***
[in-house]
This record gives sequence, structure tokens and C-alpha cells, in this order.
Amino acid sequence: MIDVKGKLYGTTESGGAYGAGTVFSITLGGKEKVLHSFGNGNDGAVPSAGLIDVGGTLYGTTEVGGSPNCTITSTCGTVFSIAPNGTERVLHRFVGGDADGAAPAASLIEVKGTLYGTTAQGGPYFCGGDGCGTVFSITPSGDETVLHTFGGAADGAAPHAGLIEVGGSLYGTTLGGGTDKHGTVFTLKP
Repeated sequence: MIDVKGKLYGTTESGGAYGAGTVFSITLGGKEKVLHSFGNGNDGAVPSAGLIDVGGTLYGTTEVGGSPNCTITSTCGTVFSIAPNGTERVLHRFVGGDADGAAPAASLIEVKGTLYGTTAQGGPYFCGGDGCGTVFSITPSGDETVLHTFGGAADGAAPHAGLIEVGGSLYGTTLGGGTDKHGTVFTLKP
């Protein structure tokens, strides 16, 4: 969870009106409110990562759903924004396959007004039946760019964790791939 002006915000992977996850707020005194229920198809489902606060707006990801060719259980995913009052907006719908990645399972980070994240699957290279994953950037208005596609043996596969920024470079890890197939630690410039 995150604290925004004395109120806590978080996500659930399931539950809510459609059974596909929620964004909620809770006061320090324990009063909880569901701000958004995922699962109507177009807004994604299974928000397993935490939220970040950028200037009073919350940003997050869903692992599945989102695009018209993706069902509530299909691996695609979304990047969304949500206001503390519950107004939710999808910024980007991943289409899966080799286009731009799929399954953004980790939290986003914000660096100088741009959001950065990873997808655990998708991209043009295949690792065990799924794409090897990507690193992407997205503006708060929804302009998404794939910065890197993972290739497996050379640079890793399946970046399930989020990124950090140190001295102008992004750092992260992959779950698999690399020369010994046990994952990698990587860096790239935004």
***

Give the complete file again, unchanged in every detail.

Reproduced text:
[in-house]
This record gives sequence, structure tokens and C-alpha cells, in this order.
Amino acid sequence: MIDVKGKLYGTTESGGAYGAGTVFSITLGGKEKVLHSFGNGNDGAVPSAGLIDVGGTLYGTTEVGGSPNCTITSTCGTVFSIAPNGTERVLHRFVGGDADGAAPAASLIEVKGTLYGTTAQGGPYFCGGDGCGTVFSITPSGDETVLHTFGGAADGAAPHAGLIEVGGSLYGTTLGGGTDKHGTVFTLKP
Repeated sequence: MIDVKGKLYGTTESGGAYGAGTVFSITLGGKEKVLHSFGNGNDGAVPSAGLIDVGGTLYGTTEVGGSPNCTITSTCGTVFSIAPNGTERVLHRFVGGDADGAAPAASLIEVKGTLYGTTAQGGPYFCGGDGCGTVFSITPSGDETVLHTFGGAADGAAPHAGLIEVGGSLYGTTLGGGTDKHGTVFTLKP
């Protein structure tokens, strides 16, 4: 969870009106409110990562759903924004396959007004039946760019964790791939 002006915000992977996850707020005194229920198809489902606060707006990801060719259980995913009052907006719908990645399972980070994240699957290279994953950037208005596609043996596969920024470079890890197939630690410039 995150604290925004004395109120806590978080996500659930399931539950809510459609059974596909929620964004909620809770006061320090324990009063909880569901701000958004995922699962109507177009807004994604299974928000397993935490939220970040950028200037009073919350940003997050869903692992599945989102695009018209993706069902509530299909691996695609979304990047969304949500206001503390519950107004939710999808910024980007991943289409899966080799286009731009799929399954953004980790939290986003914000660096100088741009959001950065990873997808655990998708991209043009295949690792065990799924794409090897990507690193992407997205503006708060929804302009998404794939910065890197993972290739497996050379640079890793399946970046399930989020990124950090140190001295102008992004750092992260992959779950698999690399020369010994046990994952990698990587860096790239935004």